I was not even 20 years old when in almost delirious happiness, we witnessed the historic lowering of the Union Jack in Harare at Rufaro Stadium on April 18 1980 by Prince Charles on behalf of the colonial British government.

Every Zimbabwean old enough to witness with understanding that coming down of the Union Jack must have shared the overwhelming enthusiasm that engulfed us as fellow citizens and for good reason, having emerged from the bruising, emotionally and physically draining Rhodesian civil war that cost thousands of innocent lives.

It was impossible not to have hope and dream big, what with well-deserved political self-rule about to levitate on a sledge of fairly sophisticated infrastructure hitherto unheralded in the ravaged independent parts of the subcontinent.

Thirty five years ago, Zimbabwe’s economic, technological and social indicators pointed upwards. Ian Smith and his obstinate Rhodesia Front had defied a United Nations-sponsored economic blockade to instill a culture of import substitution. By 1980, this would place at the disposal of Zimbabweans one of the highest, on average, standards of living on the African continent.

However, Mugabe, still dazed by the numbing anaesthetics of nationalist militancy, yet pressured by the Lancaster House Conference to assume a semblance of constitutional decency, exploited his electoral victory to impose a fake, deceptive and self serving brand of Maoist ideology often falsely held out as Marxist Leninist. His obsession with power and control manifested itself in spiting post-independence collaboration with Zapu and late Joshua Nkomo and instead choosing to go for the attempted annihilation of Zapu through a five-year military frolic that cost over 20 000 innocent lives in the Matabeleland and Midlands provinces.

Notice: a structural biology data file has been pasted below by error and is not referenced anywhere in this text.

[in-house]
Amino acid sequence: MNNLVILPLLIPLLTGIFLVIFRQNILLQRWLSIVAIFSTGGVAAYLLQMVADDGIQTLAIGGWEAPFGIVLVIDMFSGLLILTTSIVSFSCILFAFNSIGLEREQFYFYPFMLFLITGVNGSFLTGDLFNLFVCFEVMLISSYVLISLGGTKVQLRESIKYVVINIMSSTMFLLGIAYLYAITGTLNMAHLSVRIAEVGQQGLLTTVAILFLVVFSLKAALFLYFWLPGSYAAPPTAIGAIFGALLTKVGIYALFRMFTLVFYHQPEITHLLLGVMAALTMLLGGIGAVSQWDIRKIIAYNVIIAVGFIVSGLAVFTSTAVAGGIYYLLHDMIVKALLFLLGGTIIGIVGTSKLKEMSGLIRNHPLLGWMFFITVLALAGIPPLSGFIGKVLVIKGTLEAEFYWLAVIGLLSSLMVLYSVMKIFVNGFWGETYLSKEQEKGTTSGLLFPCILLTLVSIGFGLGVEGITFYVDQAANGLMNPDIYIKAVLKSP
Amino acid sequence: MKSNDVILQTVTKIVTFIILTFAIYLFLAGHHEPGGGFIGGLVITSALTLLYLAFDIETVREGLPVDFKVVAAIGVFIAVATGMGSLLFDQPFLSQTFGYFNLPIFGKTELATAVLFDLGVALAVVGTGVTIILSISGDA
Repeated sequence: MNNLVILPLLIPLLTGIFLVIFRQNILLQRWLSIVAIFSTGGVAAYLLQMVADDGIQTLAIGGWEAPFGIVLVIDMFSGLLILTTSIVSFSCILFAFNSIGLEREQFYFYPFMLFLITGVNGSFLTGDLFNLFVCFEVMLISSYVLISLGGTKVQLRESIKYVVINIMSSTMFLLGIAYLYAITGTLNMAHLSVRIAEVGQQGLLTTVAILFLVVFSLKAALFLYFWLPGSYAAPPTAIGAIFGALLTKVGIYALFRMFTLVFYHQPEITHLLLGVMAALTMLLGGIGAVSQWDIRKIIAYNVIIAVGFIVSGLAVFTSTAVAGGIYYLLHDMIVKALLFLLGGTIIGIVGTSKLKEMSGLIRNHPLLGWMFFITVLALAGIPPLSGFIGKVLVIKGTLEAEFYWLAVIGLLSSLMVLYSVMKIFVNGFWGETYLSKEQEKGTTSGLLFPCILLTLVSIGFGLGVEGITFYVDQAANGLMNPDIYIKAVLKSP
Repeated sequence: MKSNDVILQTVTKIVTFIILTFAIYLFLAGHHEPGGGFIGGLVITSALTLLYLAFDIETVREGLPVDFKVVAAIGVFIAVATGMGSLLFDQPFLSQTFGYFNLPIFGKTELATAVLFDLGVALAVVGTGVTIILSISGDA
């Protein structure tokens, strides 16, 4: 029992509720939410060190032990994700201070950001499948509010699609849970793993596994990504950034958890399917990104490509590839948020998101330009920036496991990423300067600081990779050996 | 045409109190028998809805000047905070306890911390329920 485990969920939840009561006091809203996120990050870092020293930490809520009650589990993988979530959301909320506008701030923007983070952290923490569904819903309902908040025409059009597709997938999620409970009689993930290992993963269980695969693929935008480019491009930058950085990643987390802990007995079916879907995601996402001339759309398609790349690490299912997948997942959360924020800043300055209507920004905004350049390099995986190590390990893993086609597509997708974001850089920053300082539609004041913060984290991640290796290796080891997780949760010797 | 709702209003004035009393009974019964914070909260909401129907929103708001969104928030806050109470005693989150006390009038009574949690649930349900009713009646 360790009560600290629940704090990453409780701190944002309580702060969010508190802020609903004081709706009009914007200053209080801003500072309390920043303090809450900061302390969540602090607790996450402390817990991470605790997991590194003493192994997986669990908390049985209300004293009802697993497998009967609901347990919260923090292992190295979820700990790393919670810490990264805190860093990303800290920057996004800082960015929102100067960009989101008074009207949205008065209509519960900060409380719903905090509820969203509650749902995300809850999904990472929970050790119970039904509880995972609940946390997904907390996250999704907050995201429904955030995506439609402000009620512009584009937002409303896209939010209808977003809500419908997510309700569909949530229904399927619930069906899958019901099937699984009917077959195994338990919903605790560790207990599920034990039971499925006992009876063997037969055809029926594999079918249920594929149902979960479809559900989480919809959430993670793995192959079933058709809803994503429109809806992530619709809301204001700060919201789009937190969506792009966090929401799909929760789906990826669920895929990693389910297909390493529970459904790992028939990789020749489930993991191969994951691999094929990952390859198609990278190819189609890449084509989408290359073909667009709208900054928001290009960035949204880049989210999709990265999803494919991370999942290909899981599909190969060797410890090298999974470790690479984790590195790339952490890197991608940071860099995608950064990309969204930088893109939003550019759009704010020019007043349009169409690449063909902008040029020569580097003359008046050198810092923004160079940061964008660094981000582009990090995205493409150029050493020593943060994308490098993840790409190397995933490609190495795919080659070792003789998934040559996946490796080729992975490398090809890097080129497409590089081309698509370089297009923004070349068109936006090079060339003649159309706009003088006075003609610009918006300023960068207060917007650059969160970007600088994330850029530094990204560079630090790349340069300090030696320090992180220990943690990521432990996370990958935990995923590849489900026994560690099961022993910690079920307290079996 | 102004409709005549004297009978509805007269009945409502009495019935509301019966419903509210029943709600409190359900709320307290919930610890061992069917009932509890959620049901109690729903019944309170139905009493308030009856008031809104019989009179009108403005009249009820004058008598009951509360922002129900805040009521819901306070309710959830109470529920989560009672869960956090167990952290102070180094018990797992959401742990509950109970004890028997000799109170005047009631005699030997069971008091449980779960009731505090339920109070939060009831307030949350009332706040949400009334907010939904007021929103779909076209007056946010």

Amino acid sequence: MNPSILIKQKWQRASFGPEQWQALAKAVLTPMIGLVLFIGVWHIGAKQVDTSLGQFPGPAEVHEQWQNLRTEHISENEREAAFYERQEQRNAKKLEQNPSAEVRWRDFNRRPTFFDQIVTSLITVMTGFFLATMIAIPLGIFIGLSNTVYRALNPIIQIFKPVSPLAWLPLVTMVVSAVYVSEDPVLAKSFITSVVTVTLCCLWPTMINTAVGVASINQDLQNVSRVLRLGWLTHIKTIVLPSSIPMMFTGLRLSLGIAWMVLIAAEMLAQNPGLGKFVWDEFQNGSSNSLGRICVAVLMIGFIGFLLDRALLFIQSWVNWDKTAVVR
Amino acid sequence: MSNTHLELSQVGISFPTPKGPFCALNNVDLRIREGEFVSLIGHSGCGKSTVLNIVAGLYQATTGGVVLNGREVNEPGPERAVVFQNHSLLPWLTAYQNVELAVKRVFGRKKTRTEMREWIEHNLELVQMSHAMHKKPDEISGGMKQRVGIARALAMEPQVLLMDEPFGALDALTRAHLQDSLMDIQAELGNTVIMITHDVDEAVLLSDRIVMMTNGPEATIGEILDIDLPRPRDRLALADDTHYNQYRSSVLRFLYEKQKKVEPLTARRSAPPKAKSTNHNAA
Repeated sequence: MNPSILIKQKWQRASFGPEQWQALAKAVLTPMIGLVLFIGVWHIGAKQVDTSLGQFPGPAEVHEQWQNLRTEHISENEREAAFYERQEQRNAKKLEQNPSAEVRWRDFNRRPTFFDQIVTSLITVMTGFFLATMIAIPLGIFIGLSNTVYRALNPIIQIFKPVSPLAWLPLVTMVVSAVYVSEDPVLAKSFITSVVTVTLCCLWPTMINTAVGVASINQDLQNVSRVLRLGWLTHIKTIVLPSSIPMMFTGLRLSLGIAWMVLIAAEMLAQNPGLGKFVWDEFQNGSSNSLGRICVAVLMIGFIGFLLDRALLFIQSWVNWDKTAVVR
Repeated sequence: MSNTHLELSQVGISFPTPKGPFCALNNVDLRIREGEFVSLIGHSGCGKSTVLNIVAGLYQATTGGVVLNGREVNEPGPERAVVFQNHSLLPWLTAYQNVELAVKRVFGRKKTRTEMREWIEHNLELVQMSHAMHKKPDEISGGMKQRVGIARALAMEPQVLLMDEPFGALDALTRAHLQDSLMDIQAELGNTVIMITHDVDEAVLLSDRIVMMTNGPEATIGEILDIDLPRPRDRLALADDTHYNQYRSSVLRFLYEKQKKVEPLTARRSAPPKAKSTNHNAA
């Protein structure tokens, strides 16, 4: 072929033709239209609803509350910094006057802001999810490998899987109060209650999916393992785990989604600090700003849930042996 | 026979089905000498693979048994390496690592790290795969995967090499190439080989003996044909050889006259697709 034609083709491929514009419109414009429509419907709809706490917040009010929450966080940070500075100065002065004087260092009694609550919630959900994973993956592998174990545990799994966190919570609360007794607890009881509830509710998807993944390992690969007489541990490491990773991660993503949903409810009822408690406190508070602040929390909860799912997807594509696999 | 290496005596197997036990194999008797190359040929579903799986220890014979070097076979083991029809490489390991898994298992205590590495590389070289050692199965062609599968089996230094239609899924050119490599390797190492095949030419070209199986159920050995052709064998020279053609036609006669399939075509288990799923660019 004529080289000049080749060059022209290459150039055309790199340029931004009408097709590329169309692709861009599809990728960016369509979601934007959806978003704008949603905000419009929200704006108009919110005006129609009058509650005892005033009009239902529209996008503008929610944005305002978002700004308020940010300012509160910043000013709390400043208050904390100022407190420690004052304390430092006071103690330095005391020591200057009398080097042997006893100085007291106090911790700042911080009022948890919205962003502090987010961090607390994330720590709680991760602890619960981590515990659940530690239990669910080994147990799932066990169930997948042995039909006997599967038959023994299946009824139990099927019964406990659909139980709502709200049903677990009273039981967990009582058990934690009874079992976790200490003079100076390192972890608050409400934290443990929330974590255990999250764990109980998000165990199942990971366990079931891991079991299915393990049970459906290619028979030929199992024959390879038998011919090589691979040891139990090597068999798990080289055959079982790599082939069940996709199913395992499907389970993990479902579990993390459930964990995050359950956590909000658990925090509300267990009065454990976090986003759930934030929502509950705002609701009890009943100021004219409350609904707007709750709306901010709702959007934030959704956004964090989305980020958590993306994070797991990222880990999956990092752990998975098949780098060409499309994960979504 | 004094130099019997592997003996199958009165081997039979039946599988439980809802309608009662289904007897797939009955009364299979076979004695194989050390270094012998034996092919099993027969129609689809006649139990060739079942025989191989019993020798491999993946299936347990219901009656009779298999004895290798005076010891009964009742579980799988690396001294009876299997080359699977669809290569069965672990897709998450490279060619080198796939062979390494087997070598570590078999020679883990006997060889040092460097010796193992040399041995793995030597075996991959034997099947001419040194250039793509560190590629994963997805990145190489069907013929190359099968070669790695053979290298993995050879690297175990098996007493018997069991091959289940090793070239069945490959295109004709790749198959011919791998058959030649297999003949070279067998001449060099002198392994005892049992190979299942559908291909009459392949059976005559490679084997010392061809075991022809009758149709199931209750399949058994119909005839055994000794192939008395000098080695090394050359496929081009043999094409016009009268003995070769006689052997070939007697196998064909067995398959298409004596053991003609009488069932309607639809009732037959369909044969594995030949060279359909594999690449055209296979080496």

The seed of (his) hatred for multiparty democracy had been planted and nurtured. Remember that during this period he preached incessantly his undying love for a one party state.

This week, 35 years into independence, Zimbabwe is saddled with an unpayable $10 billion debt with a government which is totally clueless as to what to do with this debt which sits heavily on our national shoulders, blocking almost every prospect of normalising our international financial relations. Under Zanu PF watch the manufacturing annual indices has slumped by a staggering 70% between 1998 and last year and thereby bringing down installed capacity utilization in industry to below 35%; manufacturing export revenues have fallen from around $830 million in 2001 to just slightly over $100 million by 2013.

In the agricultural sector maize production has fallen from a peak of two million tonnes in 2000 to just over 500 thousand tonnes last year; wheat from a peak of just over 300 thousand tonnes in 2001 to less than 10 thousand tonnes last year; coffee from 10 thousand tonnes in 1998 to around 1 000 tonnes in 2014; beef from a peak of just under 160 thousand tonnes in 1991 to around 25 thousand tonnes by 2014; milk from a peak of 250 million liters in 1991 to about 50 million litres by last year.